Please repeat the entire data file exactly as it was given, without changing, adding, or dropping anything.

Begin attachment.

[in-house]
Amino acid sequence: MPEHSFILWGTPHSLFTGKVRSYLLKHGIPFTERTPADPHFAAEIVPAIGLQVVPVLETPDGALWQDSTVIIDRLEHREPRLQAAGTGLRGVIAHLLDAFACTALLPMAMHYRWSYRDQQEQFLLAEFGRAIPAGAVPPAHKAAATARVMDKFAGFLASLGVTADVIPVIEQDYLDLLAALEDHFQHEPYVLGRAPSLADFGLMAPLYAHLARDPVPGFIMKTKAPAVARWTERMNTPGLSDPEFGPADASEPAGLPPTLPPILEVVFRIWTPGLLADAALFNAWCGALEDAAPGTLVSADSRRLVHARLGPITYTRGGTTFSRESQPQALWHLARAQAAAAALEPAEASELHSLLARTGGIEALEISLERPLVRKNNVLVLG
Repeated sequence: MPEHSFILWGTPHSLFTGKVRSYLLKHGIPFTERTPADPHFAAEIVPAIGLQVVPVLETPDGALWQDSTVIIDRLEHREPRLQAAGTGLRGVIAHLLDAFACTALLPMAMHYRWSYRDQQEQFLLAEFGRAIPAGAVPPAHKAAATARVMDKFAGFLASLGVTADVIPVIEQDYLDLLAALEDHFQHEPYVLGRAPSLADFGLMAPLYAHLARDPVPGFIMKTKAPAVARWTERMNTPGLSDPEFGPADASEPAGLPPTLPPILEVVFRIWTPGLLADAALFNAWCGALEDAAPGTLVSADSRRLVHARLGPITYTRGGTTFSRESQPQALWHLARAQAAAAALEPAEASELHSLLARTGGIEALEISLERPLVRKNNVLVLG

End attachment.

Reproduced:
[in-house]
Amino acid sequence: MPEHSFILWGTPHSLFTGKVRSYLLKHGIPFTERTPADPHFAAEIVPAIGLQVVPVLETPDGALWQDSTVIIDRLEHREPRLQAAGTGLRGVIAHLLDAFACTALLPMAMHYRWSYRDQQEQFLLAEFGRAIPAGAVPPAHKAAATARVMDKFAGFLASLGVTADVIPVIEQDYLDLLAALEDHFQHEPYVLGRAPSLADFGLMAPLYAHLARDPVPGFIMKTKAPAVARWTERMNTPGLSDPEFGPADASEPAGLPPTLPPILEVVFRIWTPGLLADAALFNAWCGALEDAAPGTLVSADSRRLVHARLGPITYTRGGTTFSRESQPQALWHLARAQAAAAALEPAEASELHSLLARTGGIEALEISLERPLVRKNNVLVLG
Repeated sequence: MPEHSFILWGTPHSLFTGKVRSYLLKHGIPFTERTPADPHFAAEIVPAIGLQVVPVLETPDGALWQDSTVIIDRLEHREPRLQAAGTGLRGVIAHLLDAFACTALLPMAMHYRWSYRDQQEQFLLAEFGRAIPAGAVPPAHKAAATARVMDKFAGFLASLGVTADVIPVIEQDYLDLLAALEDHFQHEPYVLGRAPSLADFGLMAPLYAHLARDPVPGFIMKTKAPAVARWTERMNTPGLSDPEFGPADASEPAGLPPTLPPILEVVFRIWTPGLLADAALFNAWCGALEDAAPGTLVSADSRRLVHARLGPITYTRGGTTFSRESQPQALWHLARAQAAAAALEPAEASELHSLLARTGGIEALEISLERPLVRKNNVLVLG